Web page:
John Daly came out of nowhere to record his first victory in a major tournament at the 1991 PGA Championship. His second triumph in a major came after a shady character encouraged him to fade back into obscurity in exchange for $1 million.
Daly discussed details of his 1995 British Open episode back in 2014, though the story only gained traction this month when someone unearthed the interview.
John Daly won the 1995 British Open
John Daly’s improbable win in the PGA Championship after making the field as the ninth alternate, has been legendary for three decades. It started a colorful and occasionally outlandish pro career for Daly, who bombed out of this spring’s PGA Championship by shooting 85-86—171 to miss the cut.
His victory at the 1995 British Open at the Old Course at St. Andrews was almost as good a story. Daly tied for the lead at the end of each of the first two rounds, but he shot a third-round 73 and fell four strokes behind Michael Campbell.
On Sunday, Daly was already in the clubhouse at 6-under-par, one stroke ahead of Constantino Rocca and two up on Campbell. Rocca flubbed his approach on the 354-yard 18th hole, leaving him with a 65-foot attempt for birdie. Miraculously, he sank the putt to tie Daly and force a playoff.
The playoff format called for the golfers to play holes 1, 2, 17, and 18, with the low aggregate score winning. Daly opened par-birdie to take a two-stroke lead. Rocca then all but handed the victory to Daly at No. 17 by hitting his approach into the Road Bunker. It took him three tries to get out, resulting in a triple-bogey seven.
Daly’s 1-under 15 ended up four strokes better than Rocca. He pocketed $199,000 for the victory.
Daly says he rejected $1 million to tank the British Open
Daly claims he could have earned five times his winner’s purse by throwing the 1995 British Open but turned down an unsavory proposal.
Now 55, Daly made the revelation in a 2014 interview with Graham Bensinger, who posted it to YouTube as “bonus content” on June 2, 2021. In the brief clip, Daly said a gambler approached him.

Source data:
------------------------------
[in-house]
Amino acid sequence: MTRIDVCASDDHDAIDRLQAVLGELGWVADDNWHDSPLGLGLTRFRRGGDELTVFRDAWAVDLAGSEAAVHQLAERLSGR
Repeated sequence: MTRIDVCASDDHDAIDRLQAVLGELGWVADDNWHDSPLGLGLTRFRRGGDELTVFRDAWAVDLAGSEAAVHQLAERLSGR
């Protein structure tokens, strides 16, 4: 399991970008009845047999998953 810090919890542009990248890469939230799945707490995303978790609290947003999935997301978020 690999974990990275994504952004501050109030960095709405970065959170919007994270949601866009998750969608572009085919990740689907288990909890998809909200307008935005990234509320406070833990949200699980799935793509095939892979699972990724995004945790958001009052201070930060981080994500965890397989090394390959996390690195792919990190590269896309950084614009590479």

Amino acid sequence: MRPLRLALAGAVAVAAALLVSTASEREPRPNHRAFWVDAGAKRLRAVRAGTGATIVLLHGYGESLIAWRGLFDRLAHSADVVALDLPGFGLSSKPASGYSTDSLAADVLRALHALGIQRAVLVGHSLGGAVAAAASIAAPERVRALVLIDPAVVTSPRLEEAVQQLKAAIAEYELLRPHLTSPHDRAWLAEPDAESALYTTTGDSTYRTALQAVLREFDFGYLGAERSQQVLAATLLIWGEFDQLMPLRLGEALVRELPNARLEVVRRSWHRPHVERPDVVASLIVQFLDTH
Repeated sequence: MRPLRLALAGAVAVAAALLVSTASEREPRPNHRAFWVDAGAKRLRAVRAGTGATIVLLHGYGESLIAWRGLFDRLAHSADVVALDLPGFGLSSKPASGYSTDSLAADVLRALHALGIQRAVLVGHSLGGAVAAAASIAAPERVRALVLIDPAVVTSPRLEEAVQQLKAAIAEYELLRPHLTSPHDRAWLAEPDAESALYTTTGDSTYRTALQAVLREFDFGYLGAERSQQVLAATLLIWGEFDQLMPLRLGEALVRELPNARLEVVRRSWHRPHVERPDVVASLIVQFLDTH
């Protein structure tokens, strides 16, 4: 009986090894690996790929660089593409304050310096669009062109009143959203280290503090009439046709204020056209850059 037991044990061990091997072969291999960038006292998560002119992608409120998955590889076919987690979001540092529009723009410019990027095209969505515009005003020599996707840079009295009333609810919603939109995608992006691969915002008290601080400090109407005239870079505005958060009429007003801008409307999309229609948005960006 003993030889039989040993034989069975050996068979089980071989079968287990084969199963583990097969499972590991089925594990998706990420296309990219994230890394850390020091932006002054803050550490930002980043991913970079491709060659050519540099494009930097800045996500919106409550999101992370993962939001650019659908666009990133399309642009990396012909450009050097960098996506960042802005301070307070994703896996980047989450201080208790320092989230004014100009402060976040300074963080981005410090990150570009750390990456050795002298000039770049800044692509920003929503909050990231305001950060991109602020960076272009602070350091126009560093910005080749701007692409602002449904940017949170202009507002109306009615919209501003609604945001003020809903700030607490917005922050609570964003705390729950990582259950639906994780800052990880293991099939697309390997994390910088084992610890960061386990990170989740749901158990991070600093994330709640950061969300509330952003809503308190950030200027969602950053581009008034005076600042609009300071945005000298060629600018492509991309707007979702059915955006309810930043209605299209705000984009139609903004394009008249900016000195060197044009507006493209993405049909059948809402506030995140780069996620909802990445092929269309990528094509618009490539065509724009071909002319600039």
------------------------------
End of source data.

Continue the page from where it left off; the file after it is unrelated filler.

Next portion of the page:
“He says, ‘Look if you tank it, I’ll give you a million bucks,’” Daly said. “I said, ‘Go f**k yourself. No way.’”
Daly didn’t specify at what point in the week the gambler made the offer. Links golf was never his strength, but Daly was near the peak of his career at the time, so it is plausible that someone might have regarded him as a threat to win, particularly after holding shares of the lead after the first two rounds.
Daly says there were other encounters with gamblers
In theory, bribing a golfer or tennis player to tank in the latter stages of a tournament isn’t that difficult. Playing an individual sport rather than a team competition means there are no teammates to salvage the win if an athlete has an “off” day. On the other hand, the prize money for winning is so enormous on the PGA Tour that it would take a substantial bribe to make the risk worth it.
Daly says the 1995 British Open wasn’t the only time he heard from gamblers.
“People would come up and say, ‘Can you beat this guy at the British Open? And can you beat that guy?’ I’m putting money on you,’” Daly said. “And I said, ‘I don’t care, but don’t get mad at me if it don’t work out.”
Daly was unsure how to handle being approached, but he wasn’t tempted to tank.
“I didn’t know whether to report it to the tour or whatever, but you’re not going to convince me to do the one thing or the other,” he said. “Golf (has) too much integrity involved.”